Growth drivers: Commodity-based and non-commodity-based
Bill Gross of Janus Capital talked about certain financial imbalances that are currently hindering global growth. He specifically points to differences that are quite evident and causal in creating such imbalances in the global economy.
There are certain economies that are heavily dependent on commodity exports. So, a drop in the value of commodities directly impacts growth and progress in such countries.
Brazil and Russia
Brazil is heavily dependent on commodity exports of iron ore, crude oil, soybeans, and sugar while Russia is heavily dependent on oil exports—comprising 39% of its exports.
In fact, the whole of the former Soviet Union region is heavily dependent on commodity exports. For example, 88% of Azerbaijan’s exports are oil; 81% of Turkmenistan export revenues are from natural gas; 15% of Uzbekistan’s exports are accounted by cotton; Ukraine’s biggest export is iron, accounting for 9% of its total exports; potash accounts for about 6% of Belarus exports; and Kyrgyzstan relies heavily on gold, accounting for 34% of its total exports.
With the slump in commodity prices and the economic slowdown in China, a major commodity consumer, growth has been restricted. Brazil is recording negative growth, with the iShares MSCI Brazil Capped ETF (EWZ) down over 50% over the past year. Export revenues of Brazilian commodity producers like Petrobras (PBR) and Vale (VALE) have taken a hit.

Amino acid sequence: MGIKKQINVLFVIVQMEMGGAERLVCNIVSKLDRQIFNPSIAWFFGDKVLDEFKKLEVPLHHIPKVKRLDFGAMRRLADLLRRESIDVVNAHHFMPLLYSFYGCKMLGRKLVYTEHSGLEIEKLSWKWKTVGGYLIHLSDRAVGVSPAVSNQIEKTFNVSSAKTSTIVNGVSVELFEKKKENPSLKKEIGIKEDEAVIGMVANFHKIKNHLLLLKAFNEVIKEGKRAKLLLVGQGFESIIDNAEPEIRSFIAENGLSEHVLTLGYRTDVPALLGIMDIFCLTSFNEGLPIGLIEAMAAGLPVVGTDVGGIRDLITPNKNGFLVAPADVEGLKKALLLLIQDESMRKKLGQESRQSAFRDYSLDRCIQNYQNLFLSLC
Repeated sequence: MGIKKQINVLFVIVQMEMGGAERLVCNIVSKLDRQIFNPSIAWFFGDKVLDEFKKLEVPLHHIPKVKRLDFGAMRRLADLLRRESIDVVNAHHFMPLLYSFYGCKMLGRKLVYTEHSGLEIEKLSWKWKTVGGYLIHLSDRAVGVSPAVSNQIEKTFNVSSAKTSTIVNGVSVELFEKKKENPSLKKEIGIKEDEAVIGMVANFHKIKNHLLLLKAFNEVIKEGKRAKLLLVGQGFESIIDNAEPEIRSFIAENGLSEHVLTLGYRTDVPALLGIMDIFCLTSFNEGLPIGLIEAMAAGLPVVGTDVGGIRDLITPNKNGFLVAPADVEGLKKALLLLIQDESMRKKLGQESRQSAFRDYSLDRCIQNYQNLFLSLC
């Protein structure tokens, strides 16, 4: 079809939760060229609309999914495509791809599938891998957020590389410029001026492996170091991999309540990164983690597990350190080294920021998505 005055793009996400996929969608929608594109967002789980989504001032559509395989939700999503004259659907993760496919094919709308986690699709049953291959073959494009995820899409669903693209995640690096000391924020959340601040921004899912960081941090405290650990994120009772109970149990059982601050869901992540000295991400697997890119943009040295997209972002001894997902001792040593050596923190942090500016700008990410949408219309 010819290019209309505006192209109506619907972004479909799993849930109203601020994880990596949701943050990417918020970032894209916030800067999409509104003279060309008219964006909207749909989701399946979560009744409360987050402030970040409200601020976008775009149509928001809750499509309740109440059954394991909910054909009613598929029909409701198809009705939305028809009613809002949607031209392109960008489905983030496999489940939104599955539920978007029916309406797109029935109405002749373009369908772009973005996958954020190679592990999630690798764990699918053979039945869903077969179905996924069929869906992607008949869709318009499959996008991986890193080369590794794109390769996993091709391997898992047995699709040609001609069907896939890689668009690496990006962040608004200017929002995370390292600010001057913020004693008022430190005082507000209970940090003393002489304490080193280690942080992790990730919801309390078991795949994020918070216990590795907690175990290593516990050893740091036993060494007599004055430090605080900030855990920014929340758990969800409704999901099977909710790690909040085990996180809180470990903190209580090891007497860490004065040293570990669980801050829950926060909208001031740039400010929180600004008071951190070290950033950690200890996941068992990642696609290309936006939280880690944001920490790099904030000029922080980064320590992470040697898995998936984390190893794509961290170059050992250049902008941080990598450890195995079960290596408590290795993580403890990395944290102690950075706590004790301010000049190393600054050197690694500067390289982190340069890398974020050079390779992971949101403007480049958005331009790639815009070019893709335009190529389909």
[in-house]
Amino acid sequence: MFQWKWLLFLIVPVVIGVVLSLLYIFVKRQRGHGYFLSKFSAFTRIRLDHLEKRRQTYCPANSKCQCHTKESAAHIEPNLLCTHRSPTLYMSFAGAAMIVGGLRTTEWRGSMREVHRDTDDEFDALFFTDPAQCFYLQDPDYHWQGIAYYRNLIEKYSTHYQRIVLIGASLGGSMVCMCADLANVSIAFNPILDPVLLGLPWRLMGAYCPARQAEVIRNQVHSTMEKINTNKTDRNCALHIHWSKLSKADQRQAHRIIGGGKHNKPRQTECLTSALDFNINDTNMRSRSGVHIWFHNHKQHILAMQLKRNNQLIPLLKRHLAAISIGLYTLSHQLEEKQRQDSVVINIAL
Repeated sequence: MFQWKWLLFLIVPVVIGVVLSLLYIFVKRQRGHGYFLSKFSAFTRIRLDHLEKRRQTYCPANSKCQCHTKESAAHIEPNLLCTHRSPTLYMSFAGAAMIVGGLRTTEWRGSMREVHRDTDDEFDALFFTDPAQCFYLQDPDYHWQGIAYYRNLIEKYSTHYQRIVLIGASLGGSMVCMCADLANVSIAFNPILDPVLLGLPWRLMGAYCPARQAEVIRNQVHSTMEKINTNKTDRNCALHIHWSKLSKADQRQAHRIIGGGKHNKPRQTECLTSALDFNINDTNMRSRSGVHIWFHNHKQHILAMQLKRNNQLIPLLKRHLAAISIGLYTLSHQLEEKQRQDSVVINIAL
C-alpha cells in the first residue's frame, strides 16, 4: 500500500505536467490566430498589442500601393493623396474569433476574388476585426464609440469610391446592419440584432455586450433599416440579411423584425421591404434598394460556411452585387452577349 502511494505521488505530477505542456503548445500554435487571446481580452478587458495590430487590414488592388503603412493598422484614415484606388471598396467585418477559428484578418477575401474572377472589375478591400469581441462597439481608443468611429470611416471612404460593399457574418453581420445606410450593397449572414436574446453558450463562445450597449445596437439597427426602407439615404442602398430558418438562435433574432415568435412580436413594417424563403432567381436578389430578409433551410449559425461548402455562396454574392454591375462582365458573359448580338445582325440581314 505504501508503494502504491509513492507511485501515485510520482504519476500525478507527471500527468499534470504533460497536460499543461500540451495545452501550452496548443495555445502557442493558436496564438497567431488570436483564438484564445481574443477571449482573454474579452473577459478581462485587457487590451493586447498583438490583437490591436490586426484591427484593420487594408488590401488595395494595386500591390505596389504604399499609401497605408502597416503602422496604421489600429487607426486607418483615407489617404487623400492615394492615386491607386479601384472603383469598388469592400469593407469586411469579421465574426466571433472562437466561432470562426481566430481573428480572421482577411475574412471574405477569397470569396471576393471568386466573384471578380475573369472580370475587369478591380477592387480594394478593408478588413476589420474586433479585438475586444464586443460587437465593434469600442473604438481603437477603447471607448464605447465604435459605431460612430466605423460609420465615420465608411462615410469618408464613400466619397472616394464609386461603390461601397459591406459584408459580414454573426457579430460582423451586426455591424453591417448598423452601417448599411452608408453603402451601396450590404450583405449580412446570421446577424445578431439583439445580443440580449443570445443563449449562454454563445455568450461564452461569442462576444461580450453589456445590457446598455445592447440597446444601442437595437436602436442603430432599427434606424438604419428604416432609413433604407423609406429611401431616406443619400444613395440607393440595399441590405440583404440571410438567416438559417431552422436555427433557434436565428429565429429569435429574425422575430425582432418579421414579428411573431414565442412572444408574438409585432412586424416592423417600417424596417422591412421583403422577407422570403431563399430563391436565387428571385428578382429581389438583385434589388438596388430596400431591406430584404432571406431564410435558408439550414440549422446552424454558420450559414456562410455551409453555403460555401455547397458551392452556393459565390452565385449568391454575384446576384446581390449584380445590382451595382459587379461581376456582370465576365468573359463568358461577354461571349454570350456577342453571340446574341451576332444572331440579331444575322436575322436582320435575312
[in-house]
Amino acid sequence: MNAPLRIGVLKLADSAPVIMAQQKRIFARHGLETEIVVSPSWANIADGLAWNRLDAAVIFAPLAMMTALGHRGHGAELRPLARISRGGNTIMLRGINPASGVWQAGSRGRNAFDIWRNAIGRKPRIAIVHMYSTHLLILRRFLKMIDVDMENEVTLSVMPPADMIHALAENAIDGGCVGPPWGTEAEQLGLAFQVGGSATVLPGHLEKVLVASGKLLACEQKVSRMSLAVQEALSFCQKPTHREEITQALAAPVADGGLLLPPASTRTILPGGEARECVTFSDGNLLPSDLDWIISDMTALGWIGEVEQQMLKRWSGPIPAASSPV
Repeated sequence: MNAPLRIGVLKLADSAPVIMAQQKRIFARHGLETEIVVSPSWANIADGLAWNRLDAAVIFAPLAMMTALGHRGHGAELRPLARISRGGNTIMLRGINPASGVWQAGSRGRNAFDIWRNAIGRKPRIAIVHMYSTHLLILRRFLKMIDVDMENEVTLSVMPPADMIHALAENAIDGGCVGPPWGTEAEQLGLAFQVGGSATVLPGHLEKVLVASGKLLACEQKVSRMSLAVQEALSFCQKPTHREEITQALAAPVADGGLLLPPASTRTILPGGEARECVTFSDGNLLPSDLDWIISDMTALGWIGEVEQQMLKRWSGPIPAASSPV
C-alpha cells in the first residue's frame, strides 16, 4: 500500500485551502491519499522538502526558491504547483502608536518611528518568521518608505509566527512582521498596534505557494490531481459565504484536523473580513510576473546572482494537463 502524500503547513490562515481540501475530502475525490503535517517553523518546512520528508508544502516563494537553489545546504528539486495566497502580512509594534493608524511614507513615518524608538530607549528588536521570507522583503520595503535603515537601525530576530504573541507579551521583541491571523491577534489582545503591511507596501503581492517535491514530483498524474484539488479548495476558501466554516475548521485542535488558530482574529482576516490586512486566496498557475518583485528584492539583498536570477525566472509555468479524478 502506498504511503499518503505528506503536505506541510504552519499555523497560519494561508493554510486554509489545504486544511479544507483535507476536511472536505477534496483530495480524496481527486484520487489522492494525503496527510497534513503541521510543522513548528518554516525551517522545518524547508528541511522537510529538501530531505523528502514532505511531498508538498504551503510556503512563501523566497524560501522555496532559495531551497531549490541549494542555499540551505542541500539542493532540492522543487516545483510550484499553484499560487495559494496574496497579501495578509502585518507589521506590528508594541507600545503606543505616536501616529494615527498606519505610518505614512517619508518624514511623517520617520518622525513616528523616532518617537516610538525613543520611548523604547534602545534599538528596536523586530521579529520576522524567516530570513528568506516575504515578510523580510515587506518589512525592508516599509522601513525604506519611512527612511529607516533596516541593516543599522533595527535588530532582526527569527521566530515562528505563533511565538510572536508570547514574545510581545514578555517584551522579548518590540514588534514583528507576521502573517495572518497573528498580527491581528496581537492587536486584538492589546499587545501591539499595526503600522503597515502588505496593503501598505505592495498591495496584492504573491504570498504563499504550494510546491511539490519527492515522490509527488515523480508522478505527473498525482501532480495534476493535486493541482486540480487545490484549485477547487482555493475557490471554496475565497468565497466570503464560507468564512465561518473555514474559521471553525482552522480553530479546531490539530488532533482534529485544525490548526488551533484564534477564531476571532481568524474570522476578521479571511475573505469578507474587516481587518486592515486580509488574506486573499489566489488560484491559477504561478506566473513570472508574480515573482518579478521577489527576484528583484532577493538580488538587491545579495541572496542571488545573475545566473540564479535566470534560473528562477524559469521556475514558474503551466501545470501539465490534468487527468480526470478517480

Differences in demographics, debt levels, and policy
There were other factors that Gross also pointed out:
- Demographics: The median age of the population is 27 years in India, 37.6 years in the US (SPY), and 46 years in Germany and Japan.
- Debt levels: Japan’s debt is 230% of its GDP (gross domestic product) and Saudi Arabia is at 1.60%. UAE is at 16.70%, the UK at 89.40%, Eurozone at 91.90%, and the United States is at 102.98%.
- Regulation and policy: The key rate in Brazil is 14.25%, the Eurozone is at 0.05%, and China is at 4.60%. The US remains zero lower bound at 0%–0.25%.
Highlighting the differences in the real economy, Bill Gross emphasizes that the world needs “major global policy shifts—all in the same direction.”
Recently, an IMF (International Monetary Fund) study highlighted the role of imbalances in limiting global growth. “Countries with large current-account surpluses such as China and Germany need to boost domestic demand to help correct imbalances that are limiting global growth,” said the IMF.
These differences lead to competitive behavior between countries, as is evident in the currency war we will discuss next.